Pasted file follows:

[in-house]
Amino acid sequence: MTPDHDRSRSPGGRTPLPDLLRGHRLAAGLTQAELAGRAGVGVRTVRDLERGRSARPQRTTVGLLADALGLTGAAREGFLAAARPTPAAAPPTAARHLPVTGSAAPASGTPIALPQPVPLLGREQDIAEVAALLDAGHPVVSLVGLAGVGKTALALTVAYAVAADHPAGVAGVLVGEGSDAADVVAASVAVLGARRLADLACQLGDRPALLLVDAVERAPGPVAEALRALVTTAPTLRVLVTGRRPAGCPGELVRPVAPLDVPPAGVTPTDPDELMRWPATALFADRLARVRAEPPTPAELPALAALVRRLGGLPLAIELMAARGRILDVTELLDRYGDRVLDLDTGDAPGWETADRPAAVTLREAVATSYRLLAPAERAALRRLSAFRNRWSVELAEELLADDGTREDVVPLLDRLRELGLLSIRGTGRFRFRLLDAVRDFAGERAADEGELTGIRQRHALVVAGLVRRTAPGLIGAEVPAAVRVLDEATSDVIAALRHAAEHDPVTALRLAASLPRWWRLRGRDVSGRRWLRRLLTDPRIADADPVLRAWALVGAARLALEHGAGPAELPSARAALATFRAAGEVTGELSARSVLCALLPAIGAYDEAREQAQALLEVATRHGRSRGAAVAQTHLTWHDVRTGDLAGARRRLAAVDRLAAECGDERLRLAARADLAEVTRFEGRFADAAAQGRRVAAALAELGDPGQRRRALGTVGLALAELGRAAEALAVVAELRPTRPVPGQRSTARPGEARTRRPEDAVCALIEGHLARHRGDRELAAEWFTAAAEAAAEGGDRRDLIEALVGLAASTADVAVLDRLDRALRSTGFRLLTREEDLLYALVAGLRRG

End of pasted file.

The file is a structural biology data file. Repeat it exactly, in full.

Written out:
[in-house]
Amino acid sequence: MTPDHDRSRSPGGRTPLPDLLRGHRLAAGLTQAELAGRAGVGVRTVRDLERGRSARPQRTTVGLLADALGLTGAAREGFLAAARPTPAAAPPTAARHLPVTGSAAPASGTPIALPQPVPLLGREQDIAEVAALLDAGHPVVSLVGLAGVGKTALALTVAYAVAADHPAGVAGVLVGEGSDAADVVAASVAVLGARRLADLACQLGDRPALLLVDAVERAPGPVAEALRALVTTAPTLRVLVTGRRPAGCPGELVRPVAPLDVPPAGVTPTDPDELMRWPATALFADRLARVRAEPPTPAELPALAALVRRLGGLPLAIELMAARGRILDVTELLDRYGDRVLDLDTGDAPGWETADRPAAVTLREAVATSYRLLAPAERAALRRLSAFRNRWSVELAEELLADDGTREDVVPLLDRLRELGLLSIRGTGRFRFRLLDAVRDFAGERAADEGELTGIRQRHALVVAGLVRRTAPGLIGAEVPAAVRVLDEATSDVIAALRHAAEHDPVTALRLAASLPRWWRLRGRDVSGRRWLRRLLTDPRIADADPVLRAWALVGAARLALEHGAGPAELPSARAALATFRAAGEVTGELSARSVLCALLPAIGAYDEAREQAQALLEVATRHGRSRGAAVAQTHLTWHDVRTGDLAGARRRLAAVDRLAAECGDERLRLAARADLAEVTRFEGRFADAAAQGRRVAAALAELGDPGQRRRALGTVGLALAELGRAAEALAVVAELRPTRPVPGQRSTARPGEARTRRPEDAVCALIEGHLARHRGDRELAAEWFTAAAEAAAEGGDRRDLIEALVGLAASTADVAVLDRLDRALRSTGFRLLTREEDLLYALVAGLRRG